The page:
For Wisdom in Your Professional Choices

Why Listening to Your Applicant Makes All The Difference -
Sub-Chapter for Recruiters

The beauty of being a recruiter for 30 years is that you never stop learning. And sometimes even after the all the experience and training I have had, I continue to learn new lessons. I was hit on the head recently to remember how very important listening is. I had an applicant we will call Tom. Tom was a racehorse candidate that had all the ingredients of a successful placement. I had placed Tom twice in the last l5 years, and I thought I really knew this young man and what his needs were. Well, as we all know, people are a variable product and like all of us their needs change. Tom had an MBA, had a successful career as a sales representative where he had progressed up the Vice President ranks. I always felt Tom had the right stuff to promote into a President of a company, if he was positioned correctly in the right organization. I had an opportunity on my desk that had the potential to allow Tom to move into a President role. He had been with his last company for 7 years, and when a new President came in, he let all senior management go and brought his own team in to handle the executive level positions. Tom was given a nice severance package and called me to place him in another job. When Tom told me what he was looking for, he also told me he couldn't take a huge cut as he was in the process of building a new home. He said he had started the plans before he left his current job, and was in too deep to reverse the process. He had already put much money into this project and they had already broken ground.

The position I presented Tom on was a Director level which would eventually replace the President as he would be retiring in a few years. The starting salary was somewhat lower than what Tom had been making, but the potential for Tom was huge here. His salary could have easily been doubled. But not right away. I sent this candidate on the interview for this Director role, and the President fell in love with him. He knew what he had been making, but wanted to start him out at a somewhat lower salary, as he didn't have directly related industry experience and he would have to learn the product. The product was in a similar industry but was different and was sold to a different market. Tom would have to learn the market segment and establish new relationships. His skills were very transferrable, and I knew he could learn in a short amount of time. He had no industry related experience in his last role, and had taken the company to amazing profits that they had never had before. We worked out a trial period for him to examine the role and products and we all knew it would be a test experience. Well, I had high hopes that it would work. It did not, however. And now looking back, I realize I wasn't really listening to what this candidate needed. And he needed it right now. The red flags were all over the place, and I was focusing on who this candidate was in the past. I wasn't looking at who he was today, and not focusing on what he needed right now. What he needed right now was a salary that would allow him to handle his current financial obligation. Potential and the ability to make a huge salary in years to come wouldn't do the trick for this candidate. He had to take a job with a salary in line with what he was used to making.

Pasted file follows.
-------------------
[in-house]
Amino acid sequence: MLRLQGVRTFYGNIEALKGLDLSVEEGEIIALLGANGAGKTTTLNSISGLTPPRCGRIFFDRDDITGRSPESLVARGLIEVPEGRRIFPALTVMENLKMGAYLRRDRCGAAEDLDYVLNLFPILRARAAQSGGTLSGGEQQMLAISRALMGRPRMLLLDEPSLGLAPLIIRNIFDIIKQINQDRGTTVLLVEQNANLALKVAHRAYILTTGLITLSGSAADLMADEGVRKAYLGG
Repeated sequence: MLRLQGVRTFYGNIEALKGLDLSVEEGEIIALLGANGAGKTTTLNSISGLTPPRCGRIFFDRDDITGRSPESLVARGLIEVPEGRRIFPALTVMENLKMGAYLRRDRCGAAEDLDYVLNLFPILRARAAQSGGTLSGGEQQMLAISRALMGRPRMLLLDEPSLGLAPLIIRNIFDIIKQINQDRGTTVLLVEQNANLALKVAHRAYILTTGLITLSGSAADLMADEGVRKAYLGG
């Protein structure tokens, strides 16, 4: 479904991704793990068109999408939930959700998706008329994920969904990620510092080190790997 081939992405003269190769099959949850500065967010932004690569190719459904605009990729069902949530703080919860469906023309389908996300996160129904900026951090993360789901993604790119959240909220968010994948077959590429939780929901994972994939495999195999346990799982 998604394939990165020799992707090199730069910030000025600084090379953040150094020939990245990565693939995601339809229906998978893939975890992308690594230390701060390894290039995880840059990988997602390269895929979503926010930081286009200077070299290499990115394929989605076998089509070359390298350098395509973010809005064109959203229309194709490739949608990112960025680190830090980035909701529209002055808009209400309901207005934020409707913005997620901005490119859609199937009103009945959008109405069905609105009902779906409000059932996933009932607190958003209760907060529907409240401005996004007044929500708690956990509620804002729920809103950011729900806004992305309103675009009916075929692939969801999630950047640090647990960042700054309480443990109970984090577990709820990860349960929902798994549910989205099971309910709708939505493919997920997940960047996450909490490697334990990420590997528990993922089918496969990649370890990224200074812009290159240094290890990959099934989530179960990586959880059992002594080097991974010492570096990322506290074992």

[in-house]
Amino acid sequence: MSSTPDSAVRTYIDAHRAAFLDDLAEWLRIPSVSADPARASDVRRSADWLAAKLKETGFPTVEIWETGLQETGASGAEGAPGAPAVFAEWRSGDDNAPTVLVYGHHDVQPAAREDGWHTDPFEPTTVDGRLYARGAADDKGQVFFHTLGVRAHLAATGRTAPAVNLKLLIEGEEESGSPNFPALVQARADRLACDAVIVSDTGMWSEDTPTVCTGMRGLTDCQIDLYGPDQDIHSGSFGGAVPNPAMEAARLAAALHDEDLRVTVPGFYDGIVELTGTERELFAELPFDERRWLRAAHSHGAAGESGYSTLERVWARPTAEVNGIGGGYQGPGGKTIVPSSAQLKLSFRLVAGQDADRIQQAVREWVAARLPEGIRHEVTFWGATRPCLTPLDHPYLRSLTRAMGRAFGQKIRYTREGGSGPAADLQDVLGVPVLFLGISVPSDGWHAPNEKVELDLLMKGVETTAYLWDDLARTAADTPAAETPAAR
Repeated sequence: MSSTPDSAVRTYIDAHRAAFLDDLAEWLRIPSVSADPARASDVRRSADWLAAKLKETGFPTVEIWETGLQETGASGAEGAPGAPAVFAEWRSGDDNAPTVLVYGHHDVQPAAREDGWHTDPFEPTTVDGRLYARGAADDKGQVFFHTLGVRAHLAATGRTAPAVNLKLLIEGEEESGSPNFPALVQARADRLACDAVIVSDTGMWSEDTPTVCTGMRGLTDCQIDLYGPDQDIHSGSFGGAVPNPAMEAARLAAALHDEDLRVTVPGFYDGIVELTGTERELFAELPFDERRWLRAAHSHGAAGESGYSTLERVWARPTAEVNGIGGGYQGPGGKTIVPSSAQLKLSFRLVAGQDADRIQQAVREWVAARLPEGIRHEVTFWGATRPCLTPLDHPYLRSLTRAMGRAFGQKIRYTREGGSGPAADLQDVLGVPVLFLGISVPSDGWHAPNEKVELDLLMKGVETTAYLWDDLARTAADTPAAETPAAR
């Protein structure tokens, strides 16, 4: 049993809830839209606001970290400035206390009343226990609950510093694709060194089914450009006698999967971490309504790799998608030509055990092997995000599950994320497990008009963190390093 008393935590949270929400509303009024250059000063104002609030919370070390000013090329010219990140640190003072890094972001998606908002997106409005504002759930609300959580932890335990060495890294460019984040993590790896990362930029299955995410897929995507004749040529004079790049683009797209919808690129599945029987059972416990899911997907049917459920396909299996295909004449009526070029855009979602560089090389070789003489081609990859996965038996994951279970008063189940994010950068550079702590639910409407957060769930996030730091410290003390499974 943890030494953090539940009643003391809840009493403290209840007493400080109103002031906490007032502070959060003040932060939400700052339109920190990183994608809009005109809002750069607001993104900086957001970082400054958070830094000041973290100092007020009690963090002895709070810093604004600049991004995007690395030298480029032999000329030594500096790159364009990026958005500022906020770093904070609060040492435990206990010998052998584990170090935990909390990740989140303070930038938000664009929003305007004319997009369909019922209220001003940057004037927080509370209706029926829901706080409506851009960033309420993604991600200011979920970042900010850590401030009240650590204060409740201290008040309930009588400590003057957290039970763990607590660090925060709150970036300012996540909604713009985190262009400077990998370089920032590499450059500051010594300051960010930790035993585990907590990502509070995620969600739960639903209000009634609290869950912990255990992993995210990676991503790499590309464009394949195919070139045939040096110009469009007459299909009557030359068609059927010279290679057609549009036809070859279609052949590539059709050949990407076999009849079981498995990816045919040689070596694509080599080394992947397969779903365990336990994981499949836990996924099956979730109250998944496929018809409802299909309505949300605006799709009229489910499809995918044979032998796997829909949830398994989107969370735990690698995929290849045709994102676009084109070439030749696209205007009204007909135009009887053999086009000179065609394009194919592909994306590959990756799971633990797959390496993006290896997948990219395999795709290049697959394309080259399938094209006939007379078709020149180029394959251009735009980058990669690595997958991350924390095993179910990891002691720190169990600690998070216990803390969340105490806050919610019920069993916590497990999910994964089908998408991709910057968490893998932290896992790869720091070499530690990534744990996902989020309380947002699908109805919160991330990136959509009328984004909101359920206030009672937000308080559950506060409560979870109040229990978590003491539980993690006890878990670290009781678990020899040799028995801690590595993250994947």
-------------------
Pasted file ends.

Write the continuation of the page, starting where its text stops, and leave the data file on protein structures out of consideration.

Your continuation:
Potential was not an important ingredient in the mix at this time. I wasn't listening. And it came back to bite me in the behind. I went for about a week without hearing from this candidate, and when I checked in with him, I had found out he had received an offer at a bit more than he had been making in his job of 7 years thru a previous customer. They were opening an office in the United States out of Europe, and needed a racehorse to get his new division off the ground. The chance for him to be President would probably never happen here. It was a family business and all senior management positions would go to their internal framework of people. But Tom wasn't focused on potential right now . His focus was to be able to afford this big investment, and not losing all the money he had already put down. He didn't have the luxury to wait it out for a big cheese role of President role down the road. So I suppose what I learned is what this entire book is about. We need to look at the whole person, and focus on who they are right now are not on a resume or past accomplishments. This was an expensive lesson for me, that is for sure. But as my mother always told me, some of the best lessons in life are those that are the toughest and end up costing us something, whether financially, emotionally or physically. Make sure you listen to your candidate, and don't focus on the past. It will end up costing you big time. I'm sure my ears are going to be extra sharp in the future! This was a good lesson, and it drove the message in this book into me very hard. Listen to your applicant and focus on who they are today, not on what they were in the past and what you want their needs to be. Their needs right now have to be top priority.

Return to Blog